The one anti-aging trick proven to work

Want to be one of those weird (but inspiring) people who just don’t seem to age? Like Halle Berry. Or Jennifer Lopez. Or that one person you went to high school with who looks EXACTLY the same.

Then you should know that it’s less about what you put on your body than what you put in your body. You can pile on all the anti-aging creams and serums in the world, but if you’re filling your body with foods that speed up the biological aging process, it’s going to show.

A healthy diet is your anti-aging arsenal, and your best weapons are antioxidant-rich fruits and veggies, healthy fats, inflammation-fighting spices and lots and lots of fiber. But there’s one more thing you need to know if you want people to think your daughter is your sister for a few more decades…

Healthy aging is not just about what food you put in your body, it’s about how much food you put in your body. In fact, more and more research shows that eating less may be the true secret to eternal youth.

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Calorie restriction curbs oxidative damage

Counting calories used to be the fashionable way to shed pounds, but it’s quickly becoming the most promising way to stay youthful.

Countless studies show that cutting your calorie intake slows aging. But now we have the most solid anti-aging research yet showing that restricting calories keeps you younger…

Researchers from Pennington Biomedical Research in Baton Rouge, Louisiana found that slashing your calorie intake by 15 percent can dramatically impact your health and aging.

Now, you’ve probably heard about the health and anti-aging benefits of calorie restriction before. So, you may be wondering…

What’s the big deal? Isn’t this old news?

Well, this study is a bigger deal than any of the others, because it’s the first randomized controlled trial of calorie restriction in humans. That means it’s the first study that proves calorie restriction has a good chance of working for you and me… not just laboratory rats.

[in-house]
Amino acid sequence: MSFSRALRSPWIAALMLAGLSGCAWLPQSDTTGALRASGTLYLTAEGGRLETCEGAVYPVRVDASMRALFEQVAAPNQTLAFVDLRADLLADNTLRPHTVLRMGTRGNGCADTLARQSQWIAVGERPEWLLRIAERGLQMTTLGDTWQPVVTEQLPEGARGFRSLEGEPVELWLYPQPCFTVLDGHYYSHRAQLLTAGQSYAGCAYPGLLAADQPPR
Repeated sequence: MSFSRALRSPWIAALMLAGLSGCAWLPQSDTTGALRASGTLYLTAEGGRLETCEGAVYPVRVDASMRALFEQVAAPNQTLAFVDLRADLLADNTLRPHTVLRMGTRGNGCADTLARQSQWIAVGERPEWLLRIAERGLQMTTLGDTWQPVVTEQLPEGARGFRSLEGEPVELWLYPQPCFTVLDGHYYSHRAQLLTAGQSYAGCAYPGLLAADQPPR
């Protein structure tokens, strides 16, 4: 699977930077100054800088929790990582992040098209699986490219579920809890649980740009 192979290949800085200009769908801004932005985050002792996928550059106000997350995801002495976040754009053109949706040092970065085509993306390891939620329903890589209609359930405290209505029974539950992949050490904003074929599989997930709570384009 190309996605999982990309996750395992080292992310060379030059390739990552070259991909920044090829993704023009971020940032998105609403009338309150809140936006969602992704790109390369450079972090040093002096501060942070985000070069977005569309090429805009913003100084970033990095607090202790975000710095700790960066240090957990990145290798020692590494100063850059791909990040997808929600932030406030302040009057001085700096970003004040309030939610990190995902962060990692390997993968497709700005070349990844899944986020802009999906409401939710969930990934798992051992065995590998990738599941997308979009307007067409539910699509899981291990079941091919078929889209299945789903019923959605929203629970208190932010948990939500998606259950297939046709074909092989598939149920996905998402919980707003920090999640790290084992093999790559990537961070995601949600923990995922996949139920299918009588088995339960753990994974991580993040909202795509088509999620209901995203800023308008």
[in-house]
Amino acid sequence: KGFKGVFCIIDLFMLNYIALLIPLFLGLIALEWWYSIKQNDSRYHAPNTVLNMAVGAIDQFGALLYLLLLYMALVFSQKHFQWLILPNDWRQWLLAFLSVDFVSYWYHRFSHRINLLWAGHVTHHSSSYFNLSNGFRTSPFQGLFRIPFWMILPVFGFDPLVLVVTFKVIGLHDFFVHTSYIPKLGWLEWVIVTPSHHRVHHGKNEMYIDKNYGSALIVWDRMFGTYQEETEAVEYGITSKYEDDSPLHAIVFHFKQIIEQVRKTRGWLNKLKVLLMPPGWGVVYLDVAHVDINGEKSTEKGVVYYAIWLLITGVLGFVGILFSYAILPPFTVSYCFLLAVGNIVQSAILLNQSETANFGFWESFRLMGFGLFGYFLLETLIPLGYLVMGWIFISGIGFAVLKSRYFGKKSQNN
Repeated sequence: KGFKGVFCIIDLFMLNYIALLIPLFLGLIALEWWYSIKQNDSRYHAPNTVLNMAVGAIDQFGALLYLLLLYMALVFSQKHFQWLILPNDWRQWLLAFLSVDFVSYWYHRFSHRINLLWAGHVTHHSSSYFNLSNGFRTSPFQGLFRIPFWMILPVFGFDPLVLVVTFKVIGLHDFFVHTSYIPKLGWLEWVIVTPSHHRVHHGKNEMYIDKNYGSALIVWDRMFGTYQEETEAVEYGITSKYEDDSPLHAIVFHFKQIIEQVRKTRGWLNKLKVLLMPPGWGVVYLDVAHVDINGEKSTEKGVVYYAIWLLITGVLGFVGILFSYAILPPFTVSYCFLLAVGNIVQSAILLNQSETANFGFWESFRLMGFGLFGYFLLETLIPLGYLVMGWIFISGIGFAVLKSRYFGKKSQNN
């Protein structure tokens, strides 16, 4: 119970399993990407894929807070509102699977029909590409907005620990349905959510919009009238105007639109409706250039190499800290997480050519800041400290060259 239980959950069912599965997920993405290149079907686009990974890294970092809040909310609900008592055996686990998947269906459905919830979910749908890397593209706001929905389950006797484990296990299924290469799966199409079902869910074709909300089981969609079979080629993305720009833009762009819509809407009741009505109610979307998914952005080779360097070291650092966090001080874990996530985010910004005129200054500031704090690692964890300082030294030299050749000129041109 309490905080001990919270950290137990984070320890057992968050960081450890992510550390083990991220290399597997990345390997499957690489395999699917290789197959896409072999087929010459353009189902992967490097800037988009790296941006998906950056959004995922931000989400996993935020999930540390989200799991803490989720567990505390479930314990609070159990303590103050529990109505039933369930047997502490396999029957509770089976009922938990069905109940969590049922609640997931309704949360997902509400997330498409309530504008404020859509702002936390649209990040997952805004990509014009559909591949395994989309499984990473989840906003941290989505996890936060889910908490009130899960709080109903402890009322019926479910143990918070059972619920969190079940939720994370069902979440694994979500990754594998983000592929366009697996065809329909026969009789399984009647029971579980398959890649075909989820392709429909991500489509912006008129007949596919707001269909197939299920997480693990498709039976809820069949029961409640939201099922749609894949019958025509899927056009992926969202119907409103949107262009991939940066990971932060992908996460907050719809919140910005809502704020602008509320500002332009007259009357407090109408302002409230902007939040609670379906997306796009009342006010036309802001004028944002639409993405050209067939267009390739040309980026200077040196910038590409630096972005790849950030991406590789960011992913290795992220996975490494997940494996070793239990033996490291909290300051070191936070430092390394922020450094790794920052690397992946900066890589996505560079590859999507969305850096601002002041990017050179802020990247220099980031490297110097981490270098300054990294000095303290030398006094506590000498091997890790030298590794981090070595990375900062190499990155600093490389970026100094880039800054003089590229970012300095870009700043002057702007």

The study included 53 men and women between the ages of 25 and 50 who were healthy and weren’t obese. At the start of the study, researchers asked participants to cut their calorie intake by 25 percent. They could eat whatever they wanted, as long as they ate fewer calories.

This proved too difficult for participants, though. The study lasted for two years, and when all was said and done, participants were only able to cut their calorie intake by 15 percent. Even though this calorie restriction wasn’t as high as researchers were aiming for, the results were amazing…

Study participants lost 20 pounds within the first year, and kept that weight off the second year. They also slowed their metabolic rate by 10 percent. This means their bodies used the fuel they received from food and oxygen more efficiently.

Now, when your body starts using fuel more efficiently, it’s good news for your health. Every time your body processes food or oxygen to create energy, it also produces free radicals that contribute to aging and disease. But when this process becomes more efficient, less free radicals are produced.